To grow cybercriminal organisations, leaders and affiliate programmes employ money mules who are knowingly or unknowingly used to help launder money. The money shuffling is typically done through anonymous wire transfer services or through crypto exchanges to avoid detection. Setting up money mule recruitment campaigns has historically been a time-consuming process, as cybercrime leaders go to great lengths to create websites for fake organisations and subsequent job listings to make their businesses seem legitimate.
Cybercriminals will soon start using machine learning (ML) for recruitment targeting, helping them to better identify potential mules while reducing the time it takes to find these recruits. Manual mule campaigns will be replaced with automated services that move money through layers of crypto exchanges, making the process faster and more challenging to trace. Money Laundering-as-a-Service (LaaS) could quickly become mainstream as part of the growing CaaS portfolio. And for the organisations or individuals that fall victim to this type of cybercrime, the move to automation means that money laundering will be harder to trace, decreasing the chances of recovering stolen funds.
Looking outside an organisation for clues about future attack methods will be more important than ever, to help prepare before attacks take place. DRP services are critical for external threat surface assessments, to find and remediate security issues, and to help gain contextual insights on current and imminent threats before an attack takes place.
4.) Virtual cities and online worlds are new attack surfaces
The metaverse is giving rise to new, fully immersive experiences in the online world, and virtual cities are some of the first to foray into this new version of the internet driven by augmented reality technologies. Retailers are even launching digital goods available for purchase in these virtual worlds. While these new online destinations open a world of possibilities, they also open the door to an unprecedented increase in cybercrime in unchartered territory.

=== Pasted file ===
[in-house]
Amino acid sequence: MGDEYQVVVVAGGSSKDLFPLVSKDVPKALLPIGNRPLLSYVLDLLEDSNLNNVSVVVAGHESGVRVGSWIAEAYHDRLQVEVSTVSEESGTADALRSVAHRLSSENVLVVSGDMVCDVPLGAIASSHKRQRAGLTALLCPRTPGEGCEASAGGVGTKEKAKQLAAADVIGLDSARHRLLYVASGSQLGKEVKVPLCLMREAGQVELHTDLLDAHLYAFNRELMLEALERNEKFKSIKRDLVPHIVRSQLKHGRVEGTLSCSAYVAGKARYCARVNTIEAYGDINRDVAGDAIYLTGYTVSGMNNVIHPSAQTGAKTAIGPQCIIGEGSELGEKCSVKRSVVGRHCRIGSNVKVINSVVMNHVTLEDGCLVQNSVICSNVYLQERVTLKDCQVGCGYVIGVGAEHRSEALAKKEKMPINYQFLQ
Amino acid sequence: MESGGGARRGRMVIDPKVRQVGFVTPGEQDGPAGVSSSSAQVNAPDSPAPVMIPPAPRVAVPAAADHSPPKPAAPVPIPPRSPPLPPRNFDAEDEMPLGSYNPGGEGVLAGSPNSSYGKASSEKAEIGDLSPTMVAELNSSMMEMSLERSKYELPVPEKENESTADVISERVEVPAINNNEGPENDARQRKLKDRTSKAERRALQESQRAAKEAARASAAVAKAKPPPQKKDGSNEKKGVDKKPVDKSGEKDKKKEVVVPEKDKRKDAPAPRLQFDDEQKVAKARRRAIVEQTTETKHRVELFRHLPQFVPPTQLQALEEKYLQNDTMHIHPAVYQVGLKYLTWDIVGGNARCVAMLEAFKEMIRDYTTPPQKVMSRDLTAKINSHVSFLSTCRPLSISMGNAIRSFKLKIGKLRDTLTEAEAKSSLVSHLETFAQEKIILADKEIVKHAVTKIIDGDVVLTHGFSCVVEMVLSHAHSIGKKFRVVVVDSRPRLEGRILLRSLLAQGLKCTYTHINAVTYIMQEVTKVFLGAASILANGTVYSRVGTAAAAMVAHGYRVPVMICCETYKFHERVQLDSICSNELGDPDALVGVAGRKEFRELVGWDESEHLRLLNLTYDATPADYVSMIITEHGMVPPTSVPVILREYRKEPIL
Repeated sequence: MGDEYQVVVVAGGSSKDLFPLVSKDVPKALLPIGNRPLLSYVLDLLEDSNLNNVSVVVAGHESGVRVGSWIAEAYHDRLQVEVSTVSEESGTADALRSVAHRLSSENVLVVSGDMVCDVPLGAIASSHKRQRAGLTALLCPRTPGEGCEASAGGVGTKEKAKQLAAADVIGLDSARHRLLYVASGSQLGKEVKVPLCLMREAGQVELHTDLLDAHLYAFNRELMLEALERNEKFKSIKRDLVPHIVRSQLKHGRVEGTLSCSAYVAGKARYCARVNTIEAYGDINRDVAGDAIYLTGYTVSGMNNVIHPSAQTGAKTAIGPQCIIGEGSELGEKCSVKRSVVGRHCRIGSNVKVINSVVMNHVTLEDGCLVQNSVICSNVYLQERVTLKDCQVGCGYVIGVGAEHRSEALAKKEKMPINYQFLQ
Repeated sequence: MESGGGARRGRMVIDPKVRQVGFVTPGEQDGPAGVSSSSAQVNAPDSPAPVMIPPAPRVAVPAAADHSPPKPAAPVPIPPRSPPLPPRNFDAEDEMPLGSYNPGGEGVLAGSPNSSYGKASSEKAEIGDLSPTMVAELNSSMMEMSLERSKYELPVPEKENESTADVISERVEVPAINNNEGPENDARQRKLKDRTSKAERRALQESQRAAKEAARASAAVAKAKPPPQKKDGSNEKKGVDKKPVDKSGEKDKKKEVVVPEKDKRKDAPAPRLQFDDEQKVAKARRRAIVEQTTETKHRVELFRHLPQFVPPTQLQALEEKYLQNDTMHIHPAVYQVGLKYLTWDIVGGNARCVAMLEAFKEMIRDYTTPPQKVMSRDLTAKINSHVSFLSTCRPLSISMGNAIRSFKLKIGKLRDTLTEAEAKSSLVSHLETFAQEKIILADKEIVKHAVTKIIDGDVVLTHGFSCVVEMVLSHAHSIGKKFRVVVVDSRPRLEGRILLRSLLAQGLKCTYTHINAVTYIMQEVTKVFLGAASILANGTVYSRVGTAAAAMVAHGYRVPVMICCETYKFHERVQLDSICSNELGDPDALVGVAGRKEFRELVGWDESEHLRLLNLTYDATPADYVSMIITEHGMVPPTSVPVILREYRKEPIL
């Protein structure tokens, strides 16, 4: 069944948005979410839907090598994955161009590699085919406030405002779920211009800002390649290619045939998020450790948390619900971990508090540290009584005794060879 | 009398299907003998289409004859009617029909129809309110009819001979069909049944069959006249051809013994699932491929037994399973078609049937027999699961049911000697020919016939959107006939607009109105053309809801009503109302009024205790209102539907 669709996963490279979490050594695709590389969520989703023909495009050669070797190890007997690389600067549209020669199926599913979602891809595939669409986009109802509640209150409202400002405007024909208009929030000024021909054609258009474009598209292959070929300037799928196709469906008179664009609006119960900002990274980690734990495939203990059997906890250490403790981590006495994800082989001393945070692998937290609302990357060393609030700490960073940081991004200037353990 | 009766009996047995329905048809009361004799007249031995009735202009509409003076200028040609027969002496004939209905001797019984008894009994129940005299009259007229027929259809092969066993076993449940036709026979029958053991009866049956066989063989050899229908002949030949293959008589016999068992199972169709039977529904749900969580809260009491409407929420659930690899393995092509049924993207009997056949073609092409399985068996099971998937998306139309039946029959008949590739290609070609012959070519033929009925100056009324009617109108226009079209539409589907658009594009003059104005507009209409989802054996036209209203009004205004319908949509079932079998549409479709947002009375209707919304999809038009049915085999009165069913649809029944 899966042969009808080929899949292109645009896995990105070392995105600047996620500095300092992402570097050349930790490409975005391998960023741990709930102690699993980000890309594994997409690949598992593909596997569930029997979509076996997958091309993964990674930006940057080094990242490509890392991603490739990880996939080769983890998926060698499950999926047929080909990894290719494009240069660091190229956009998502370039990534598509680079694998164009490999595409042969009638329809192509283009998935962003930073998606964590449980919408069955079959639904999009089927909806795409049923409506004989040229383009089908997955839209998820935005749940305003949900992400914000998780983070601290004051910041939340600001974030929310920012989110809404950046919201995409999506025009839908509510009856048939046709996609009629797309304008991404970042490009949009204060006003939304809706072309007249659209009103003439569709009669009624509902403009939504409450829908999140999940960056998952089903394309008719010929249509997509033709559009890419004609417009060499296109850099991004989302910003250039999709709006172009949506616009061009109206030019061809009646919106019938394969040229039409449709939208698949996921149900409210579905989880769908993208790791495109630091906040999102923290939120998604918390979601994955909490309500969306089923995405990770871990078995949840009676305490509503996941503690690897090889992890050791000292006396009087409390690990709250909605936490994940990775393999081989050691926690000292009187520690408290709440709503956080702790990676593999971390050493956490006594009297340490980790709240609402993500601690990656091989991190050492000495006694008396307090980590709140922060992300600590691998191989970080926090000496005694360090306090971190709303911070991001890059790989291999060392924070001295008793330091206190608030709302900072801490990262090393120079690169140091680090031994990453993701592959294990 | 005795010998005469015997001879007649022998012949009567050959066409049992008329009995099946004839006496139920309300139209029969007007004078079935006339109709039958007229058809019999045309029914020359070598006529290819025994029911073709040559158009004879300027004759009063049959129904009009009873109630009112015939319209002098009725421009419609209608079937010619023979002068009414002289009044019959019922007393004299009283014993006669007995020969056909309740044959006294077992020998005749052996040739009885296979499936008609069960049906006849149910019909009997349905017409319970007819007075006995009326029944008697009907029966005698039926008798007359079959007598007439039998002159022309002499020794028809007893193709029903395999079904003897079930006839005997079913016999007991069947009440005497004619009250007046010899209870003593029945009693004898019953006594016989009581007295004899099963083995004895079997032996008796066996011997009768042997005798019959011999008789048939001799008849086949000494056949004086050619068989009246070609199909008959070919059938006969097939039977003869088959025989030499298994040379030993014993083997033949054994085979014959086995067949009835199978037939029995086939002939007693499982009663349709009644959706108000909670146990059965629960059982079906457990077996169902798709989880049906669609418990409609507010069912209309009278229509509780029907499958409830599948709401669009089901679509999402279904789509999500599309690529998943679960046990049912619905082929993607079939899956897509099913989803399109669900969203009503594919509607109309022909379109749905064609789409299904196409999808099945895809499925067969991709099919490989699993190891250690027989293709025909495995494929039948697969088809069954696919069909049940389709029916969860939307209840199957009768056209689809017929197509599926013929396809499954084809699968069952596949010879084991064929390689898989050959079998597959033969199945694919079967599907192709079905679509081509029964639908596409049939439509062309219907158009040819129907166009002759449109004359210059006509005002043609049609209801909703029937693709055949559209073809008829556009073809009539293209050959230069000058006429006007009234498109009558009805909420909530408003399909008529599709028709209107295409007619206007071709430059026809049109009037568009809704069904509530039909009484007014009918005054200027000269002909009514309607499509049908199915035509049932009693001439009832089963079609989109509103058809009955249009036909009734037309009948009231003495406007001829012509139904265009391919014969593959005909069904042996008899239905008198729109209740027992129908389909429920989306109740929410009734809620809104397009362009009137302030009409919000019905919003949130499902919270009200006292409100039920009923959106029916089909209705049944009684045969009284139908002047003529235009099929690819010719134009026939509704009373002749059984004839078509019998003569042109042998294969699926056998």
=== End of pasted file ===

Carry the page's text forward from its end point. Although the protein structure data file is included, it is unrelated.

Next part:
For example, an individual’s avatar is essentially a gateway to personally identifiable information (PII), making them prime targets for attackers. Because individuals can purchase goods and services in virtual cities, digital wallets, crypto exchanges, NFTs, and any currencies used to transact offer threat actors yet another emerging attack surface. Biometric hacking could also become a real possibility because of the AR and VR-driven components of virtual cities, making it easier for a cybercriminal to steal fingerprint mapping, facial recognition data, or retina scans and then use them for malicious purposes. In addition, the applications, protocols, and transactions within these environments are all also possible targets for adversaries.
Regardless of work-from-anywhere, learning-from-anywhere, or immersive experiences-from-anywhere, real-time visibility, protection, and mitigation is essential with advanced endpoint detection and response (EDR) to enable real-time analysis, protection, and remediation.
5.) Commoditisation of wiper malware will enable more destructive attacks